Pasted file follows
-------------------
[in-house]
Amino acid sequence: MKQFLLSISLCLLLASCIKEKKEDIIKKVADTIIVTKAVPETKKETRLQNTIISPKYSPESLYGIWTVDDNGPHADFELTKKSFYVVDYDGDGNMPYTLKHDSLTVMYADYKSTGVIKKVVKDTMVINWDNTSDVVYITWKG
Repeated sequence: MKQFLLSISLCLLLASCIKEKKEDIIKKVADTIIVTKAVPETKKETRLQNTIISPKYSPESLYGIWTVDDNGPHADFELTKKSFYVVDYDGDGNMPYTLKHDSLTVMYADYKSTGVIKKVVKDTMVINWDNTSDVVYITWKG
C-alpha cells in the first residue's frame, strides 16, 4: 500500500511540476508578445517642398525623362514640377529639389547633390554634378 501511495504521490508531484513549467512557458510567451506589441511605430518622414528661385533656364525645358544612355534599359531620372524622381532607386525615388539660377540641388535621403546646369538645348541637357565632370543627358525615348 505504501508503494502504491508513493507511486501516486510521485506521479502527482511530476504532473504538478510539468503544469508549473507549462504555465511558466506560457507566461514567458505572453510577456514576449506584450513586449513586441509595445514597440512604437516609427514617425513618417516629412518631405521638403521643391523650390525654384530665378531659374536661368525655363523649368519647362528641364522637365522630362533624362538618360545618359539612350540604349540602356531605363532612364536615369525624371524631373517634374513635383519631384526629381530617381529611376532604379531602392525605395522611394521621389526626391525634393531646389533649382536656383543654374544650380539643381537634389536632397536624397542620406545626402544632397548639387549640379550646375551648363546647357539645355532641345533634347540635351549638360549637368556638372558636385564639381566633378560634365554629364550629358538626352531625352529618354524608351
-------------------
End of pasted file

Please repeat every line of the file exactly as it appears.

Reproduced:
[in-house]
Amino acid sequence: MKQFLLSISLCLLLASCIKEKKEDIIKKVADTIIVTKAVPETKKETRLQNTIISPKYSPESLYGIWTVDDNGPHADFELTKKSFYVVDYDGDGNMPYTLKHDSLTVMYADYKSTGVIKKVVKDTMVINWDNTSDVVYITWKG
Repeated sequence: MKQFLLSISLCLLLASCIKEKKEDIIKKVADTIIVTKAVPETKKETRLQNTIISPKYSPESLYGIWTVDDNGPHADFELTKKSFYVVDYDGDGNMPYTLKHDSLTVMYADYKSTGVIKKVVKDTMVINWDNTSDVVYITWKG
C-alpha cells in the first residue's frame, strides 16, 4: 500500500511540476508578445517642398525623362514640377529639389547633390554634378 501511495504521490508531484513549467512557458510567451506589441511605430518622414528661385533656364525645358544612355534599359531620372524622381532607386525615388539660377540641388535621403546646369538645348541637357565632370543627358525615348 505504501508503494502504491508513493507511486501516486510521485506521479502527482511530476504532473504538478510539468503544469508549473507549462504555465511558466506560457507566461514567458505572453510577456514576449506584450513586449513586441509595445514597440512604437516609427514617425513618417516629412518631405521638403521643391523650390525654384530665378531659374536661368525655363523649368519647362528641364522637365522630362533624362538618360545618359539612350540604349540602356531605363532612364536615369525624371524631373517634374513635383519631384526629381530617381529611376532604379531602392525605395522611394521621389526626391525634393531646389533649382536656383543654374544650380539643381537634389536632397536624397542620406545626402544632397548639387549640379550646375551648363546647357539645355532641345533634347540635351549638360549637368556638372558636385564639381566633378560634365554629364550629358538626352531625352529618354524608351